Shortly afterwards, seeking more information, I posted a query on ‘The Great War Forum’ and this led to a response from someone whose friend remarked that he had ‘just attended the funeral in Derry of a relative of one of the shot-at-dawn guys’. He gave me the name McGilloway and, for the first time, the suggestion that Robert originally hailed from Sunderland and used the name Hepple/Heppel because it was his grandmother’s maiden name.
Rosina had met and married Robert Hope in a whirlwind. He signed-up for the Inniskillings on June 7, 1915, so would only have arrived in Derry that summer. She was sixteen when they married at Long Tower Church. He went off to fight in November and, perhaps, they never saw each other again.
Yet, to have placed an inscription on his grave suggests Rosina carried thoughts of him all her life. She could easily have decided to forget this painful chapter of her life. She chose instead to leave an everlasting reminder of their young love and of Robert’s connection with her home town of Derry.
Why Robert chose to enlist under an alias is a mystery. Shipbuilding would have been a protected industry during the war and, as such, Robert would not have been conscripted. However, he chose to fight - perhaps against his family’s wishes. He was, after all, only a boy of 19.
Also, why join an Irish regiment? With recruitment becoming increasingly difficult due to the political situation in its traditional Irish hunting ground, the Royal Inniskilling Fusiliers turned to the north east of England, an area with a big Irish population. Robert became a ‘Geordie Skin’. For a young working-class boy, very likely facing a future hammering rivets into sheets of iron all day long, such an opportunity may have promised untold adventures. I’m not sure if my Great Uncle Alan knew Robert Hope but his cousin Charles Lendrum was a big man in the 1st Inniskillings at Ebrington, serving with Robert in Gallipoli, Egypt and the Somme. Perhaps, Alan knew Robert was one of Charles’ boys and, already uneasy about what he’d been asked to do, used this as his excuse not to take charge of the execution. This theory fits with a scribbled note in Alan’s file in the National Archives relating to his courtmartial which says he ‘point blank refused to carry out the order before he found out he knew Private Heppel’.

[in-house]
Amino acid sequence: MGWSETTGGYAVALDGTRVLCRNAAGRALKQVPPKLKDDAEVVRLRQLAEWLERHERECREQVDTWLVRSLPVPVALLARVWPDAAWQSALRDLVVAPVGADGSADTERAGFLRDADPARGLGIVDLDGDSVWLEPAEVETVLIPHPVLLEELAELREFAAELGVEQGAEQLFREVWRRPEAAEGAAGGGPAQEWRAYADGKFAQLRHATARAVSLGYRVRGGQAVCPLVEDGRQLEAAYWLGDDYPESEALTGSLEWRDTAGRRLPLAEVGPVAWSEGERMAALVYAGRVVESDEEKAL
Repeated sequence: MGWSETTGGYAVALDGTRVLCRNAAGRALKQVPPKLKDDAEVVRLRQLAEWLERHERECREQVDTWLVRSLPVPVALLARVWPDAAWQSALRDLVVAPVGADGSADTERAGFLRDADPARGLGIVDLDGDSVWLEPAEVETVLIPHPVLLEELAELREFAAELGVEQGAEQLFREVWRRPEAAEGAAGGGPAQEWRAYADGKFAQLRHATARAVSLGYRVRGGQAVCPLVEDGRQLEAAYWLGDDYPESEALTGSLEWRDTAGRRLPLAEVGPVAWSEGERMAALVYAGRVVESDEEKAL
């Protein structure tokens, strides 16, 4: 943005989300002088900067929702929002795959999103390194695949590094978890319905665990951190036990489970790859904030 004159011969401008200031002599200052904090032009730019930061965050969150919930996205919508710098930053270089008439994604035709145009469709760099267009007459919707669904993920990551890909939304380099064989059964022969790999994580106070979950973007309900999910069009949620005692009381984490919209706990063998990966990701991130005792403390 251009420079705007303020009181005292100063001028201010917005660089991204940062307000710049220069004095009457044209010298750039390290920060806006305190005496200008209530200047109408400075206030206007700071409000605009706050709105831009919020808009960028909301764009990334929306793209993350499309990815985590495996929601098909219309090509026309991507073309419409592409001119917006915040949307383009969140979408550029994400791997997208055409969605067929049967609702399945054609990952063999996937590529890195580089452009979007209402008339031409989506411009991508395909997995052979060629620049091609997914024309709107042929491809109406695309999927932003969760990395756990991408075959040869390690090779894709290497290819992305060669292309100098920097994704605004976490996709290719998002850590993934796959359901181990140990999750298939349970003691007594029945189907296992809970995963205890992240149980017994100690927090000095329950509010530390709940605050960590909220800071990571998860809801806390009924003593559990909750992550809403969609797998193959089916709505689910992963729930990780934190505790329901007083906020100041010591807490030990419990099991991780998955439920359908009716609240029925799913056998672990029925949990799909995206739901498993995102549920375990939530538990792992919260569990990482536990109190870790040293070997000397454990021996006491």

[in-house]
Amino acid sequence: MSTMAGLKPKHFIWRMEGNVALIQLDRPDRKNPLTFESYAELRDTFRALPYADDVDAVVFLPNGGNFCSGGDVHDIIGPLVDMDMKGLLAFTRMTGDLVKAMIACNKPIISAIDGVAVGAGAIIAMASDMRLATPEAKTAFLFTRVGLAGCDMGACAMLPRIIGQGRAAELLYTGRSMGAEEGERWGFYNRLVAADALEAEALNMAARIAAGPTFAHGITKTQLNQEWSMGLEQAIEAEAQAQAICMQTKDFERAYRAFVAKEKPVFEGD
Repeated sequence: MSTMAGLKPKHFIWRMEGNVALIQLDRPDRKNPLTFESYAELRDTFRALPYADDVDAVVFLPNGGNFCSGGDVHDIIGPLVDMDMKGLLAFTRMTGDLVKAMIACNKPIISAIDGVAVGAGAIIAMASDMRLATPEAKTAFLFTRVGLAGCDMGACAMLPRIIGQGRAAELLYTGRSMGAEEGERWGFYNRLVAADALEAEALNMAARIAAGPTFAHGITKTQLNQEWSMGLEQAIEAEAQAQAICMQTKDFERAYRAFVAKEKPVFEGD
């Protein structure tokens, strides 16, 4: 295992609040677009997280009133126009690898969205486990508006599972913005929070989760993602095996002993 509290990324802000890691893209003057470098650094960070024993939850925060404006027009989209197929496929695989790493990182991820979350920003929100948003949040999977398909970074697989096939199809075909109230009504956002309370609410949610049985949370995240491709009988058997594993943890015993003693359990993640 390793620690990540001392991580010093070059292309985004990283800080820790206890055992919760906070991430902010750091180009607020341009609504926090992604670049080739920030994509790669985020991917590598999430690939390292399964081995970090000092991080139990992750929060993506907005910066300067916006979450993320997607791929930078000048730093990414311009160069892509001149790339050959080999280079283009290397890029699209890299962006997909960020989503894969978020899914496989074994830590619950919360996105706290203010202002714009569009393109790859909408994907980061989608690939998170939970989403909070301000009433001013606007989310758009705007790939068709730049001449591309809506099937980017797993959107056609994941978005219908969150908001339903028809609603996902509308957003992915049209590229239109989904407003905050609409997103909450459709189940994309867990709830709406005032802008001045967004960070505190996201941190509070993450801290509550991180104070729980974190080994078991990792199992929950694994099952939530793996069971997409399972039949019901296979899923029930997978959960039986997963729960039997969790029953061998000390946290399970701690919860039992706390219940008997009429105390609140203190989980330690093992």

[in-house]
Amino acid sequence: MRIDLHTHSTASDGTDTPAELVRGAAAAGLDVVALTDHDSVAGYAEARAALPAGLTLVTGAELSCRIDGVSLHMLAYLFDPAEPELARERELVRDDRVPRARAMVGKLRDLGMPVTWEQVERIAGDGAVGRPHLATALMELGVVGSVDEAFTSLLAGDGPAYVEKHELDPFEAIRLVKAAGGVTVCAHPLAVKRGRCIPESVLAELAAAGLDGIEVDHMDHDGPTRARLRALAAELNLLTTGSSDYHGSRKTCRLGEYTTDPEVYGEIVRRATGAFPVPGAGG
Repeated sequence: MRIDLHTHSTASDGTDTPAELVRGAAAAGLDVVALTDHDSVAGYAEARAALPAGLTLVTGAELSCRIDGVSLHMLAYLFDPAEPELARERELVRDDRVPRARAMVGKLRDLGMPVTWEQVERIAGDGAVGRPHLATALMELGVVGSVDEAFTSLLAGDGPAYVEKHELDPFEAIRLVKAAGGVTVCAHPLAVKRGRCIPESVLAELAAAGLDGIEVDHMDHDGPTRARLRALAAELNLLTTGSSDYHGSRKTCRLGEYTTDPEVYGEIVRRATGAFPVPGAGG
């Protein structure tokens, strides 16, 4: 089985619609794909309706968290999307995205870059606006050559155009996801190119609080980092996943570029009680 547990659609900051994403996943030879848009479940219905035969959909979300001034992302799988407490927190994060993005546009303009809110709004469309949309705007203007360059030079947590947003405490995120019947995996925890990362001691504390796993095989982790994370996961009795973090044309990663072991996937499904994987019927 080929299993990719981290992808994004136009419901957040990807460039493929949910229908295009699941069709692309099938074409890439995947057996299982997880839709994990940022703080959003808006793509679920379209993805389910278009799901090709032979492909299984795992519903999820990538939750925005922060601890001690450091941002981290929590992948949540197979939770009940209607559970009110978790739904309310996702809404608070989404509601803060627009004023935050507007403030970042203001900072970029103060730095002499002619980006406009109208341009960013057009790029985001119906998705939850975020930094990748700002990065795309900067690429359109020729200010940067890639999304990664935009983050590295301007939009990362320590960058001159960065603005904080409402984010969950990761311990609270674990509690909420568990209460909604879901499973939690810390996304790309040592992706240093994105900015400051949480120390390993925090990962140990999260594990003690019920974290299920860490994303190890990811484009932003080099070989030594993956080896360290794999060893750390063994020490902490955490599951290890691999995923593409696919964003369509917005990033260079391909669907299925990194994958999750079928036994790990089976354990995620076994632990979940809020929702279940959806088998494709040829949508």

Last summer, I visited Derry. Ninety seven years on from Robert and Rosina’s wedding day, I found myself standing in the Long Tower Church. I could feel shivers down my spine. As I approached the alter, I looked to my left and was directly in line with a picture on the wall. It was one of a series of ‘Stations of the Cross’ portraits, entitled ‘Our Lord, the Condemned Man’. Given what I was thinking about at the time, it was profoundly moving. I later tried to find Meehan’s Row. It is long-demolished but there’s a Meehans Terrace and I ended up having a chat with the last surviving resident of the old street.
Back in Belgium, the Friends of Flanders Museum organisation heard about this story and on Saturday, July 6 next, will hold a ‘Remembrance for Robert’ in Ypres.
The confusion and half-truth that has swirled around him can finally be put to an end and in its place, perhaps, some finer thoughts of Robert and Rosina and their young love.